"They worked really hard to make our daughter feel accepted and included. They've treated us with kindness and accommodation, as best they can.
"But every day, for half an hour, one eighth of the day's teaching time, our daughter went and sat by herself while the teacher gave the other kids religious education.
"My daughter was made to feel different, purely because of her religion."
In the first big decision of his Education ministry, Richard Bruton has indicated that the 'baptism barrier' to state schools will remain.
Under the Equal Status Act 2000, schools with a religious patronage - 96pc of primary schools - can admit a child of that denomination in preference to others.
While the decision will be a blow to parents in the minority of areas where children are excluded on the grounds of religion, Bruton has also signalled that he wants there to be 400 multi-denominational primary schools over the next 15 years.
Until now, the multi-denominational sector has been dominated by Educate Together. The patron body has a network of 77 primary schools and four second-level schools.
Many of the schools have been opened after campaigns driven by local parents, and this has given them a certain dynamism.
Educate Together schools have also been criticised because their 'first come, first served' policies can make it more difficult for immigrant children in some areas to be enrolled.
As a result of these criticisms, enrolment policies have been changed in some of the schools.
While Educate Together is likely to continue to be the fastest-growing sector in the country, the Education Minister this week indicated that he favours another type of multi-denominational school - the community national school.
There are already a small number of these schools in the country, run by local Education and Training Boards (formerly Vocational Education Committees).
At these schools, all children are taught a common multi-belief education programme known as "Goodness Me - Goodness You".
For three or four weeks of the year, inside school hours, the children are taught, according to their own belief system, whether it is Catholic, Church of Ireland, Muslim, or Atheist. At this time, Catholic children might be prepared for Communion or Confirmation. Since Citywest and Saggart Community National School opened in West County Dublin four years ago, it has attracted pupils of 31 nationalities, and half the school population is Irish.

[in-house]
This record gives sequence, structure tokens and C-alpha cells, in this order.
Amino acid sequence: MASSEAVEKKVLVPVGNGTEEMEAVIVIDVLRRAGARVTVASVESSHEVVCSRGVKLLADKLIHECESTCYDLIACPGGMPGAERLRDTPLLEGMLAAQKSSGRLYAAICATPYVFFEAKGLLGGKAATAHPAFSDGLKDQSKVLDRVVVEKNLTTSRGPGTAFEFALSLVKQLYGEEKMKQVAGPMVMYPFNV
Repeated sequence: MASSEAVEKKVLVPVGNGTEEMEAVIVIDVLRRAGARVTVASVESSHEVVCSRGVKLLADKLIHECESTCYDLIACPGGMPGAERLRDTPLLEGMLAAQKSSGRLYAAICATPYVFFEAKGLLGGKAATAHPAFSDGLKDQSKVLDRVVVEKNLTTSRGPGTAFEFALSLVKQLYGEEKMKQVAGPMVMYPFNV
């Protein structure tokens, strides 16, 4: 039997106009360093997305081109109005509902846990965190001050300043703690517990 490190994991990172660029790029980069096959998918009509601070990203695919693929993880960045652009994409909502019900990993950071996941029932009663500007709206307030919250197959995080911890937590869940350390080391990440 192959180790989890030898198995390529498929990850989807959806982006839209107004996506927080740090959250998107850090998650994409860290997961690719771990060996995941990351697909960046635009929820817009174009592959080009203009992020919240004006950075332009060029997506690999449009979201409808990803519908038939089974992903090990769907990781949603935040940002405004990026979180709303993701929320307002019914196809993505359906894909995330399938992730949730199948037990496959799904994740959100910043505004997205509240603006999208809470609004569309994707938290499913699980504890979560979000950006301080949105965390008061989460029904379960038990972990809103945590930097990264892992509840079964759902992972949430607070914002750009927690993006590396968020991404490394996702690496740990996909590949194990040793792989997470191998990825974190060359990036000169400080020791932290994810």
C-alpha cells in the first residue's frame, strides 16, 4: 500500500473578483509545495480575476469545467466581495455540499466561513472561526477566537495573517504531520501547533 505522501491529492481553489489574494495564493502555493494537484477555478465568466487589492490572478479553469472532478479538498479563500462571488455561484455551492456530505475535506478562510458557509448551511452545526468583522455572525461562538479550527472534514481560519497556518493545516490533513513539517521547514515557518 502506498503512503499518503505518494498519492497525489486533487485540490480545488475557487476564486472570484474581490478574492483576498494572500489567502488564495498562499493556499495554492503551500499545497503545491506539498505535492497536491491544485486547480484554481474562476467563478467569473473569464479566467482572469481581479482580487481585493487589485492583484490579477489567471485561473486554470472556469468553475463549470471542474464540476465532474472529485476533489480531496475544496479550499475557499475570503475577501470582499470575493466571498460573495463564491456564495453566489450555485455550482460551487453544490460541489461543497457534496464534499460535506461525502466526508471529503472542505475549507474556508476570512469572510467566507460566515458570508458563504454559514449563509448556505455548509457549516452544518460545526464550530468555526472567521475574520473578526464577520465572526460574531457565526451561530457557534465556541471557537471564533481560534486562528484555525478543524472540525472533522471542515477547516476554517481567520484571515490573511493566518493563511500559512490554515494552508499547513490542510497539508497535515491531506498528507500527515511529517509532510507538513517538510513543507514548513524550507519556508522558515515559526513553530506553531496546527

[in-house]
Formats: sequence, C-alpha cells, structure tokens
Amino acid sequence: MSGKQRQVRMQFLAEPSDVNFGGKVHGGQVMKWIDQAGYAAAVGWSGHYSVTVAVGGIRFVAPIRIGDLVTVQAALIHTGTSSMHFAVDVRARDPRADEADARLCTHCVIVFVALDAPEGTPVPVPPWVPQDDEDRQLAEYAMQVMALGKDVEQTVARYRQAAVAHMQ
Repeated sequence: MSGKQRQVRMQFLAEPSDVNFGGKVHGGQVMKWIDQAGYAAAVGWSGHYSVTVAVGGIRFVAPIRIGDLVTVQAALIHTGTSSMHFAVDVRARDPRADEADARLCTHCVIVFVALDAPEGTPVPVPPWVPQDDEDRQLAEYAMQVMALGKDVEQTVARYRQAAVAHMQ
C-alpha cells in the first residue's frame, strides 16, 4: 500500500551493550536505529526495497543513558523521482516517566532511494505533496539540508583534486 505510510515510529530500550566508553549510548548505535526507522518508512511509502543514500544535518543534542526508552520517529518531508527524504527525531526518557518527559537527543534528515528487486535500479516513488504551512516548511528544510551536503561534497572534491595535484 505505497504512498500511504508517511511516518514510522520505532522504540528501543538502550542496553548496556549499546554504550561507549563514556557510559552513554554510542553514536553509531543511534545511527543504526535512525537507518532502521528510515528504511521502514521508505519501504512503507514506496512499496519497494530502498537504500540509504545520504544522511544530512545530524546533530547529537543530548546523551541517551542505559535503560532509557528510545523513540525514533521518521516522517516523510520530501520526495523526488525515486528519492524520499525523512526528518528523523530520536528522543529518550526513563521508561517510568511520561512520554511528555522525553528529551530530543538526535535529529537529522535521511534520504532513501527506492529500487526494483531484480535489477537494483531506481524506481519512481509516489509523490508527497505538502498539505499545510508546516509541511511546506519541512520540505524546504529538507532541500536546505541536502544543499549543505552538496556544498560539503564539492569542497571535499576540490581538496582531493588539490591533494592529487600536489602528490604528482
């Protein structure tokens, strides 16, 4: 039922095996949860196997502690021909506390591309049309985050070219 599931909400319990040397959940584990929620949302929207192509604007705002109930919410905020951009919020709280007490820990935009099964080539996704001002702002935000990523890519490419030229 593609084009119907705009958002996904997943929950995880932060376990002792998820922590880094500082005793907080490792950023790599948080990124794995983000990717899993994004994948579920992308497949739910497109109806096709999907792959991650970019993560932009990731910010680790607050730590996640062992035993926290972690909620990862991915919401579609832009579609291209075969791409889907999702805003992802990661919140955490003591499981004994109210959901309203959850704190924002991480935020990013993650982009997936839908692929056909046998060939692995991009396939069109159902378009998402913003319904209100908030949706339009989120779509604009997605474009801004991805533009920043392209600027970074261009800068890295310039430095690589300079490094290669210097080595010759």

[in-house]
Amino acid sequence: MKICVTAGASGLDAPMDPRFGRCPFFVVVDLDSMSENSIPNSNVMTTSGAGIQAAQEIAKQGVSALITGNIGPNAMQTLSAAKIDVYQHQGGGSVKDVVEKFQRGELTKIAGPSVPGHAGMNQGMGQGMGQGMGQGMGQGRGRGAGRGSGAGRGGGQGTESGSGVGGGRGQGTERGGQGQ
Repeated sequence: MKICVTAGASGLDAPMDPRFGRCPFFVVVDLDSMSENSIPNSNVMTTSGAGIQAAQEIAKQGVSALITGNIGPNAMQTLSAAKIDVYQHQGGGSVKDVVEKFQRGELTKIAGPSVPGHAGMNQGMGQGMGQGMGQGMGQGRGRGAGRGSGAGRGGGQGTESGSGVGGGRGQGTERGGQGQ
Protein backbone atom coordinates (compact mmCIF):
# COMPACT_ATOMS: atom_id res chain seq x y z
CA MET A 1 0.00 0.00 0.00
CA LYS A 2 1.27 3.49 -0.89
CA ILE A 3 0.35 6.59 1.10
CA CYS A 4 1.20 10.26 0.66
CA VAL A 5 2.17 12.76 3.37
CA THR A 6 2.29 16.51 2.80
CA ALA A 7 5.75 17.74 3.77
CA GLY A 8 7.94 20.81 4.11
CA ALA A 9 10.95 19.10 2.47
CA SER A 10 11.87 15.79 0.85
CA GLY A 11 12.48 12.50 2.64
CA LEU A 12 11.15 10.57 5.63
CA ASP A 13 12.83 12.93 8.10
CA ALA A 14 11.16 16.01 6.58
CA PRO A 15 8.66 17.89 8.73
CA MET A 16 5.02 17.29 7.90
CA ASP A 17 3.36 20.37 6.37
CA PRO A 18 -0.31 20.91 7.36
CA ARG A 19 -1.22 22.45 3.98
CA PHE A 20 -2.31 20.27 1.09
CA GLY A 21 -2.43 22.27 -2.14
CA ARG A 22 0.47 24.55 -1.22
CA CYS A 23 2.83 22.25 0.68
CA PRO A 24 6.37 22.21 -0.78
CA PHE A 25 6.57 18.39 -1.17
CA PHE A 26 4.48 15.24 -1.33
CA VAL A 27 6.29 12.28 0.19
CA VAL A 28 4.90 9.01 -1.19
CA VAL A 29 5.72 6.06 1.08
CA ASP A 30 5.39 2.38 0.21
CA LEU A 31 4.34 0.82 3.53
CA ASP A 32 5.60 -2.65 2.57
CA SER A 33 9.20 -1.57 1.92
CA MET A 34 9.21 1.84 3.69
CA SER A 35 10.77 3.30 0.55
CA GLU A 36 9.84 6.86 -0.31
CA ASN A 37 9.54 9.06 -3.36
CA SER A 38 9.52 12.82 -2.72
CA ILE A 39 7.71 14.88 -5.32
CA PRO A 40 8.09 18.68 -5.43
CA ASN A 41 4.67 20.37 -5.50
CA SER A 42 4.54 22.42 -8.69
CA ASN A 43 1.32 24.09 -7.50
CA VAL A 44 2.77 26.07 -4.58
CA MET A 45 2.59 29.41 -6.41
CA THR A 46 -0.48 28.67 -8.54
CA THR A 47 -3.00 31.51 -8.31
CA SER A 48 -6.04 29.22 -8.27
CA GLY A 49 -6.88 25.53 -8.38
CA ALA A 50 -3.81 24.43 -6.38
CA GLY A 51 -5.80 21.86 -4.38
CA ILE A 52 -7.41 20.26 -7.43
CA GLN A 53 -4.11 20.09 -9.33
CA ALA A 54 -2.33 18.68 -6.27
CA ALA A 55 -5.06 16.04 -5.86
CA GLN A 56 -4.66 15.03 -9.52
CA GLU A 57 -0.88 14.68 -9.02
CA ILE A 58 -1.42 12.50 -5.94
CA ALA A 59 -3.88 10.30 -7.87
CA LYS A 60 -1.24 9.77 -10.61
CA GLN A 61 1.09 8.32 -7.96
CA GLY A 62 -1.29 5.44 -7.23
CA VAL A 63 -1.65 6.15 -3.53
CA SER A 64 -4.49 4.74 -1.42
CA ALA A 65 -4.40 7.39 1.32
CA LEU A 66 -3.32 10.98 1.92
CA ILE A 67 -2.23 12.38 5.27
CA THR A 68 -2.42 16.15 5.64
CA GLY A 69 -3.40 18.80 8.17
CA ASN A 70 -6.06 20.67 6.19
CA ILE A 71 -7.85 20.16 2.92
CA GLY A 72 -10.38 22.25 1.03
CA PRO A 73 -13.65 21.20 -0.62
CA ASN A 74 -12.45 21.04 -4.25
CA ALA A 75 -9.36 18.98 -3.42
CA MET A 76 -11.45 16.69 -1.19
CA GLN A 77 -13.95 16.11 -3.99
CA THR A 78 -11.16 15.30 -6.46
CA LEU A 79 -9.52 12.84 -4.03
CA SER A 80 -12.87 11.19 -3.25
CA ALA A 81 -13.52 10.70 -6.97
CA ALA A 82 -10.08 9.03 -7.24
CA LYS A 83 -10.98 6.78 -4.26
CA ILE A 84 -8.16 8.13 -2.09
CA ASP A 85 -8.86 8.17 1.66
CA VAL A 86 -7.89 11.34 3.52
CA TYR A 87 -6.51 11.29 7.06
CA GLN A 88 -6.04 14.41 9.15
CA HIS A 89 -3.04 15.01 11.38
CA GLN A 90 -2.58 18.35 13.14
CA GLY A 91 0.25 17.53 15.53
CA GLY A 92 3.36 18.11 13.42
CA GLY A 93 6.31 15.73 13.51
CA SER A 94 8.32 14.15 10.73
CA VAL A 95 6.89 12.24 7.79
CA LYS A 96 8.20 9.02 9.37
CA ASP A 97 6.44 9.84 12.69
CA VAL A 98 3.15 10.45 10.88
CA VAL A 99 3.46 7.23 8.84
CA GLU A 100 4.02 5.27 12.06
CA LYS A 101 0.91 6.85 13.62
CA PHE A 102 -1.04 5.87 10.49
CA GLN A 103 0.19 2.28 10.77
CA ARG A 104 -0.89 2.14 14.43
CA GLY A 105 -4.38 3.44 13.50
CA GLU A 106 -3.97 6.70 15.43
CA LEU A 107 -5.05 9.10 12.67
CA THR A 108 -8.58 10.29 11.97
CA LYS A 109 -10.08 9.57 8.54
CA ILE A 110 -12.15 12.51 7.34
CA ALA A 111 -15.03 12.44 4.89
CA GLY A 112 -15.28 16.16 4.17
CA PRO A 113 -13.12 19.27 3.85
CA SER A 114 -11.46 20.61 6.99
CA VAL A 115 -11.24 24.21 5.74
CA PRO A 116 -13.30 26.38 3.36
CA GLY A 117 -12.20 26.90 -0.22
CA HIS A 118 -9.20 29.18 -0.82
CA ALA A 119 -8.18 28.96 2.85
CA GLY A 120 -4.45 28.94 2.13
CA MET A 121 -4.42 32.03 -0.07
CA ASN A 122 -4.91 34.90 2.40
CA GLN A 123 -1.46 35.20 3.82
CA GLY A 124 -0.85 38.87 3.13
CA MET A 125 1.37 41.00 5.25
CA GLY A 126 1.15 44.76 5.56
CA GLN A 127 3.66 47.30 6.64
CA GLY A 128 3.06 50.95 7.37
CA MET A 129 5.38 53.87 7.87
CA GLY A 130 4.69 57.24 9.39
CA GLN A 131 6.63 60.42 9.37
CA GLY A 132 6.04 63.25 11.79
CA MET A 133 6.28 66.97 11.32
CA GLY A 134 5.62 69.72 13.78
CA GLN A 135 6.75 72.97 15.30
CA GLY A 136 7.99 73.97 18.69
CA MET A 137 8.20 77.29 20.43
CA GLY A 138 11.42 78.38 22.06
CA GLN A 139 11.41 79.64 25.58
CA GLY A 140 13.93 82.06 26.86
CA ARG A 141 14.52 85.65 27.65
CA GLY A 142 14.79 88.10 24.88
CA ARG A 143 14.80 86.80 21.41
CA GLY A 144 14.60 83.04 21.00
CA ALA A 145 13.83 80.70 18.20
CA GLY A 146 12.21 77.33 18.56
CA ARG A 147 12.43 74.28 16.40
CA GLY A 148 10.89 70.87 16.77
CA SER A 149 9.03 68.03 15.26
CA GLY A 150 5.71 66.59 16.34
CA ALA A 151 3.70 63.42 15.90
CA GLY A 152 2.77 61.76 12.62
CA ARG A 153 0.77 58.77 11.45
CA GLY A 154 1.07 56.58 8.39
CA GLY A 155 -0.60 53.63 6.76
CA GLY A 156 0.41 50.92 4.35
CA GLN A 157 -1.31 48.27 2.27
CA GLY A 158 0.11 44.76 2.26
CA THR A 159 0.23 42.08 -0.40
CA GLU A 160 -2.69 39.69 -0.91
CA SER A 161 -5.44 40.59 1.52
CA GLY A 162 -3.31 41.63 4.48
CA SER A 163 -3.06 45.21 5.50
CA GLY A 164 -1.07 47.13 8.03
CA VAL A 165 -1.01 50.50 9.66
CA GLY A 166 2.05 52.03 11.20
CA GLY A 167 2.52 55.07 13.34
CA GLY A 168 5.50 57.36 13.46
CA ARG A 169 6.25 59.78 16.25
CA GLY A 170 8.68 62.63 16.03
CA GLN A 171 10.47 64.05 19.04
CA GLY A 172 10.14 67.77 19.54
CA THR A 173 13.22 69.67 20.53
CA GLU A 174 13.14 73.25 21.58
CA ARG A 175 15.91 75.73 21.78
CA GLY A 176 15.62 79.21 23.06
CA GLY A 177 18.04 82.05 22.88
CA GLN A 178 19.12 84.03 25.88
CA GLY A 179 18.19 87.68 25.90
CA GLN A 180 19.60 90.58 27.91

"We don't discriminate on any religious grounds in our enrolment policy at Community National Schools. The only information we have is the child's name address and telephone number and date of birth. We don't ask for religion or nationality. We give priority to siblings and people in our catchment area, and after that it is done by age with the oldest children getting places first," says Seamus Conboy, principal of the school.
In the religious programme, the principal tries to get families involved with faith formation.
"Say if we were discussing a particular theme for the week, like peace, the teacher will ask the parents to talk to the children about the theme from their religious or belief perspective."
While community national schools are a definite step towards multi-denominational education, their growth has been slow and the public is not well informed about them.
While the practice differs according to the school, Community National schools can segregate children at certain times for religious instruction during school hours. This has made them more acceptable to the Catholic Church as a compromise solution to the problem of how faith is handled in schools, but it may put off some parents.
The Catholic Church has suggested that it could play a joint role with Education and Training Boards in running the schools.
Educate Together this week warned that this would be problematic because the whole rationale for setting up Community National Schools was to address the widespread demand for accessible alternatives to church-run schools.
Around 50pc of the pupils in Educate Together schools are Catholic, but faith formation for these pupils and those of other religions takes place outside school hours.
Luke O'Shaughnessy, a spokesman for Educate Together, says the Community National Schools favoured by Bruton are configured along the lines of Catholic schools.
"They are not in any way different. They have faith formation within the school day and they segregate children along religious lines."
The minister faces some tough choices as he tries to develop a model of education that suits Catholic parents, those of other faiths, and the growing number of parents who are not religious.
Even if he creates more choice with the opening of hundreds of multi-denominational schools, in many areas there is just one school.
Unless a minister comes along who is prepared to take radical action, that school is likely to be Catholic for the foreseeable future - and in a more secular society, more parents are likely to be dissatisfied.